One of the biggest factors in the success of the 2013 Pittsburgh Pirates was the depth of their starting pitching. Despite losing Wandy Rodriguez for most of the season and A.J. Burnett for a month in the middle of the year, the Pirates continued to get solid starting pitching all season long. The Bucs sent twelve different starting pitchers to the hill in 2013. Few teams can boast that kind of depth. The Pirates look nearly as deep in 2014. Their second tier of starting pitchers might be the best in baseball. The five guys that start the season in the rotation at AAA Indianapolis are arguably better than a handful of major league rotations.
How much depth are we talking about? Let’s take a look at some of that depth. Unless Rodriguez is unable to start the season, Jeff Locke will probably be sent to Indy to begin the year. Locke had a sensational first half of 2013 and even earned an all-star berth. He struggled in the second half, but there is no question that he is a major league caliber pitcher. Brandon Cumpton made five spot starts with the Bucs last season. He posted a 2.05 ERA in 30.2 innings in the majors. Phil Irwin missed most of last season with an injury. Now he is healthy, and he too has made a spot start in Pittsburgh. The other likely starting pitchers for the Bucs’ AAA affiliate are highly rated prospects Jameson Taillon and Nick Kingham. Taillon made the jump to AAA at the end of last season and acquitted himself well in half a dozen starts. He should be fully baked and ready for the majors by July. And this is just the depth the Pirates have stashed in the minors. In the bullpen long relievers Jeanmar Gomez and Stolmy Pimentel are options to be spot starters. Gomez started eight games for the Bucs last season. The 24 year old Pimentel has been a starter throughout his minor league career.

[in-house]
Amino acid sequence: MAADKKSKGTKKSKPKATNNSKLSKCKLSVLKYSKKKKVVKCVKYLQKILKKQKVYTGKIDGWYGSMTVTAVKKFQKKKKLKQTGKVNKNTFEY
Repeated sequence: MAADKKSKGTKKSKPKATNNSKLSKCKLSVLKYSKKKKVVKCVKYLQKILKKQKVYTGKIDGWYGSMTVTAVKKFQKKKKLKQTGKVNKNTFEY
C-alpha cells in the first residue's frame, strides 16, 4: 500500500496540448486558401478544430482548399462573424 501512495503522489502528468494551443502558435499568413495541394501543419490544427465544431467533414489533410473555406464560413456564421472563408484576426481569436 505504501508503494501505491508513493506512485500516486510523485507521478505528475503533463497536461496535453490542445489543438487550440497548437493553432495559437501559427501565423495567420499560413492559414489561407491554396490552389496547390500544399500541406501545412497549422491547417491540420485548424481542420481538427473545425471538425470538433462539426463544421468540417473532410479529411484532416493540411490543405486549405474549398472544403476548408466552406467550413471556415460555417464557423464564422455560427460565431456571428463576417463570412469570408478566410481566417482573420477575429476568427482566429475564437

So the Bucs have many capable arms for when a pitcher from the five man rotation goes down. Notice I said “when” and not “if”. It is a near certainty that all this starting pitch depth will be tested again this season. The one real area of concern with this staff is durability. Only one starter on the team has ever thrown 200 innings in a season. Guess which one?
Because the only pitcher on the Pirates squad that has ever posted 200 IP in a big league season is Wandy.
— Rich (@shamtown) February 27, 2014
I don’t have a lot of confidence that 35 year old Wandy Rodriguez coming off an elbow injury is going to get anywhere close to 200 innings. And the other veterans on the staff don’t inspire much confidence to get near that mark either. Here are the three year averages of innings by the veteran starters in the rotation.
|Edinson Volquez||154 Inn|
|Francisco Liriano||150.2 Inn|
|Charlie Morton||112.2 Inn|
|Wandy Rodriguez||153 Inn|
The only starter that appears to be durable and capable of going deep into games is Gerrit Cole. But at this early stage in his career it is doubtful the Pirates will ride him much beyond the 185 innings he pitched between Indy and Pittsburgh last season. Even if Cole does get to 200 innings the rest of the starters are going to fall well short of the work load needed to give the Pirates sufficient innings for the season. Last year the Pirates’ starting pitchers threw just 925 innings. That is less than 6 innings per game. They really need 30 or 40 more innings from their starting pitching this year to keep the bullpen fresh. So 960 innings is a good target. The five pitchers projected to make the rotation out of camp are probably going to fall in the vicinity of 200 innings short. That is if things go reasonably well. Given the track record Volquez, Morton, Rodriguez, and Liriano I believe reasonably well is a lofty expectation. However, the Pirates do have the arms in reserve to weather the storm. At least we think so.